Until recently, Kemp and public health officials have balked at adding the state’s roughly 450,000 educators and school employees to the pool of those eligible for vaccines, saying there’s already not adequate supply to meet the demands of higher-risk Georgians.
But the Republican said last week that a state survey that found 45% of educators would choose to take the vaccine helped shape his policy, adding that he was surprised there’s “not as much demand there as some may have thought.” And he’s told educators, including the Atlanta Board of Education, that he “absolutely” will expand the criteria as more doses arrive in the state.
“Throughout vaccine distribution, the governor has prioritized protecting the most vulnerable and returning Georgians to normal,” Kemp spokeswoman Mallory Blount said, adding that he has “publicly committed to any expanded vaccine criteria including school staff and vulnerable Georgians.” Details, she said, would be announced Thursday.
The expansion would come as the state’s allotment of vaccines begins to rise. Georgia now receives about 215,000 first doses of vaccine a week, up from about 150,000 earlier this month. And a new federal study appeared to pave the way for approval of a one-shot coronavirus vaccine made by Johnson & Johnson, which would bring a third effective inoculation to the U.S. market.
Georgia would join at least 28 states that have made some or all teachers eligible for the vaccine, though that won’t mean educators would have easy access to the treatment. Demand still far outpaces supply, and many who were already eligible for the vaccine still struggle to find appointments.
On Monday, Georgia opened four mass vaccination sites in Albany, Clarkesville, Macon and the Delta Flight Museum near Hartsfield-Jackson International Airport to dispense thousands of doses of vaccines each day, and many of the appointments were snapped up quickly.
A car pulls into the mass Covid-19 vaccination site outside of the Delta Flight Museum in Hapeville on Wednesday afternoon, Feb. 24, 2021.Ben Gray for the Atlanta Journal-Constitution
Credit: Ben Gray
Credit: Ben Gray
Overall, the state’s administered more than 1.75 million doses of the vaccine in Georgia, accounting for about 89% of the state’s supply. Officials are scrambling to inoculate as much of the population as possible before more contagious strains of the virus take hold. They are particularly worried about Georgians over 60, who Kemp said account for 85% of the state’s COVID-19 deaths.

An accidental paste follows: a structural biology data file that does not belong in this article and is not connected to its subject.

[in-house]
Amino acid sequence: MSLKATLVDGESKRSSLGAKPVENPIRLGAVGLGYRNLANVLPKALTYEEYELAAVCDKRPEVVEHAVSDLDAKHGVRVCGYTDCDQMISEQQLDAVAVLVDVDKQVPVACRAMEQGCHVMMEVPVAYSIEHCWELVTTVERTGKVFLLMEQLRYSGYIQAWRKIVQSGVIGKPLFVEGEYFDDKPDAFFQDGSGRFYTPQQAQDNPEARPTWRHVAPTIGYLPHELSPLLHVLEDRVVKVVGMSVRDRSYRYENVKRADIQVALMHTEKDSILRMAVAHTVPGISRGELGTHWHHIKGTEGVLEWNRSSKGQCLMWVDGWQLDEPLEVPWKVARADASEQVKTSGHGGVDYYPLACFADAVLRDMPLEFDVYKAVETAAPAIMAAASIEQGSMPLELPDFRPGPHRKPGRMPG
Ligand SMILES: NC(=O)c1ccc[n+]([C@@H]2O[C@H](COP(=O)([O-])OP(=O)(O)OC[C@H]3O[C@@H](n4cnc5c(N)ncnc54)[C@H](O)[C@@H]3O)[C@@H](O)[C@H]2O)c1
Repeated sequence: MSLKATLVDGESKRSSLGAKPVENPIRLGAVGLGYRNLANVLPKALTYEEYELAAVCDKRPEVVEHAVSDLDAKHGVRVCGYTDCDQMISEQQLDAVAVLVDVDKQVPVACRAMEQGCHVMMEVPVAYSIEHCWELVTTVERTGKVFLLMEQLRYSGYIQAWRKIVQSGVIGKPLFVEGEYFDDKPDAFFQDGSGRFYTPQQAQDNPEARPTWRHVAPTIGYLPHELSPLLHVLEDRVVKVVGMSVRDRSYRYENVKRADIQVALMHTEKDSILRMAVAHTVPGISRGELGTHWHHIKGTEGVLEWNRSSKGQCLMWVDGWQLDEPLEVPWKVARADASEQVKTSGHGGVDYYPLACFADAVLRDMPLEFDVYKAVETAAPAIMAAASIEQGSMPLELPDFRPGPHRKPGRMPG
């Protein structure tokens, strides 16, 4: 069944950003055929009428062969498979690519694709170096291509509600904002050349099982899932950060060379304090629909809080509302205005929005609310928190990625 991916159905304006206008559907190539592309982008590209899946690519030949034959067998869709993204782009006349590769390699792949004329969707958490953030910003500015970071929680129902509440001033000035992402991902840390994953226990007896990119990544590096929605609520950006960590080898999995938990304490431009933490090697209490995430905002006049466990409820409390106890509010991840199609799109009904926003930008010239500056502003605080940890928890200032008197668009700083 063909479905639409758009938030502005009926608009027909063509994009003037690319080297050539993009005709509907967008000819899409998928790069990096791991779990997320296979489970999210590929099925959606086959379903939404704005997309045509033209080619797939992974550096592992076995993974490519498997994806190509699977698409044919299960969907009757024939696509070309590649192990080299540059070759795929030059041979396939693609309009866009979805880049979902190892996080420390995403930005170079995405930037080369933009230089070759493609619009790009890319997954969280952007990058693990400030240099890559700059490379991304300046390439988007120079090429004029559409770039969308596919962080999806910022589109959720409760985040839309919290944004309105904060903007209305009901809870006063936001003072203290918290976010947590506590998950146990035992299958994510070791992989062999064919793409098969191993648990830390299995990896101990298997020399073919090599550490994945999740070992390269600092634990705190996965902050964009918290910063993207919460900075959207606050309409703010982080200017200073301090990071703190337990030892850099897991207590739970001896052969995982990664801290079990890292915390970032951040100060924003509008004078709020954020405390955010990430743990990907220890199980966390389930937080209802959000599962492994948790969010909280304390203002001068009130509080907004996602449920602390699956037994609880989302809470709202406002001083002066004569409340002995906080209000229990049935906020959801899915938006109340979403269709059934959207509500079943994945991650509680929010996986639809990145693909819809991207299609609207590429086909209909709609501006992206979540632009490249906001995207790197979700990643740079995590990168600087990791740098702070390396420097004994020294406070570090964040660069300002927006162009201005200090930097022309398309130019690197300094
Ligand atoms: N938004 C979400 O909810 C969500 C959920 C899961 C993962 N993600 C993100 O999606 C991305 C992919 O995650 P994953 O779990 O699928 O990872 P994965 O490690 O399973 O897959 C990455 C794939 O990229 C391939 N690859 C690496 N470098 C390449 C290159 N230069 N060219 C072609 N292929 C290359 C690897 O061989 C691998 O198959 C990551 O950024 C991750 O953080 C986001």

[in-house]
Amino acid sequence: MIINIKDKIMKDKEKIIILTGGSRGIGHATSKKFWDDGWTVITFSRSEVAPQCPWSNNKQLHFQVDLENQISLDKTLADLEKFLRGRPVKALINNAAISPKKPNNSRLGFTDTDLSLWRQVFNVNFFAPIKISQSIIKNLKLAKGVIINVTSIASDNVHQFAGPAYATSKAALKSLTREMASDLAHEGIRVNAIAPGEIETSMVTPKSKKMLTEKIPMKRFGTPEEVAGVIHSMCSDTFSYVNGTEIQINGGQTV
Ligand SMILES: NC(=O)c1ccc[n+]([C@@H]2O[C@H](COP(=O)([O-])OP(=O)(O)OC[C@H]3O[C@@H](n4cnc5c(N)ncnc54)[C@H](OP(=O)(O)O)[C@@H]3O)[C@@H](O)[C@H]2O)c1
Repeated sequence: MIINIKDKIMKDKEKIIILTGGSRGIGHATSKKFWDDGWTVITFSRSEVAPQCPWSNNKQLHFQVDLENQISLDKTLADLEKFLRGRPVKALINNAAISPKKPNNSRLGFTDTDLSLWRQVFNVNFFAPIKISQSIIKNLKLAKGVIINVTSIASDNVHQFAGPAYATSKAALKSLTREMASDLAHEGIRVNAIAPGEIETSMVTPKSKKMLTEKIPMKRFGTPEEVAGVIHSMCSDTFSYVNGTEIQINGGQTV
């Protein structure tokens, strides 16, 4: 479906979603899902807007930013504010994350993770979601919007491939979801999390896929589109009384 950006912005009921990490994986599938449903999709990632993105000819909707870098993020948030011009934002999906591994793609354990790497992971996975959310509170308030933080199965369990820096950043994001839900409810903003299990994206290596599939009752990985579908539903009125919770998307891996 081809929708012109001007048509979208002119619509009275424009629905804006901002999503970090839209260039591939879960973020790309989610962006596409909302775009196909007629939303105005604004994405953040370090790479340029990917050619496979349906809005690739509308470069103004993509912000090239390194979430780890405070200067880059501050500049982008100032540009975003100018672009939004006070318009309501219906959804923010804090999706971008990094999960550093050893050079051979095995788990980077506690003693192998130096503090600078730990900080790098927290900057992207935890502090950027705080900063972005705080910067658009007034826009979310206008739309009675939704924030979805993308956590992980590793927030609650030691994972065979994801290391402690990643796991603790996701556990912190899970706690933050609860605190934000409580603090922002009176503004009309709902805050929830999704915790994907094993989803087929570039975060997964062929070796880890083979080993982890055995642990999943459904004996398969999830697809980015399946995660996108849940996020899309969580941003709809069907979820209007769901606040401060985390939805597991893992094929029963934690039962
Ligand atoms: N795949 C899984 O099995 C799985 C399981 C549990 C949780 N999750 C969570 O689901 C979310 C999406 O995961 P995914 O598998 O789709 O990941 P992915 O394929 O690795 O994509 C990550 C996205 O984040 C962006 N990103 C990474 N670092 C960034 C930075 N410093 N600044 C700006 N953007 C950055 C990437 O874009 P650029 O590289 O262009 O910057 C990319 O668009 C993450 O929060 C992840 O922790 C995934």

“We really just need vaccines. I know y’all have heard me say that, but that is the fact,” he told reporters, adding that as the state receives more doses, officials could scale up the mass vaccination sites and open new centers in more parts of Georgia.
Kemp’s decision comes amid a broader debate over school openings in Georgia. While most school districts have resumed in-person learning, some holdouts, including DeKalb County, have yet to reopen their doors to students, frustrating the governor and others who say it’s safe to resume coursework so long as safety guidelines are followed.
It’s also heightened a political divide between critics who said teachers should have been prioritized earlier and others who agreed with Kemp by putting the elderly first.
Democratic U.S. Rep. Carolyn Bourdeaux, whose district includes parts of Gwinnett and Forsyth counties, said parents have been complaining to her about lax safety standards. She faulted Kemp for refusing to mandate masks in schools, then moving others ahead of teachers for vaccines.
“Our schools are open, but we are not doing what we need to do to protect our teachers,” she said. “And I think in light of the very candidly hazardous situations that our teachers are in, we also owe them the respect of prioritizing them and school staff to receive a vaccine.”
The governor has repeatedly cited a state Department of Education survey, which included districts encompassing about 171,000 staffers, in forming his decision and that his office is working with a group of superintendents to develop rollout plans for when teachers become eligible.
“I wish we had enough supply to open it up to everybody,” Kemp said. “I believe we could ramp up the sites, we could have mobile vans. Hopefully that day is coming, but it isn’t here right now. But we have been moving the needle.”
Staff Writers Helena Oliviero and Ty Tagami contributed to this article.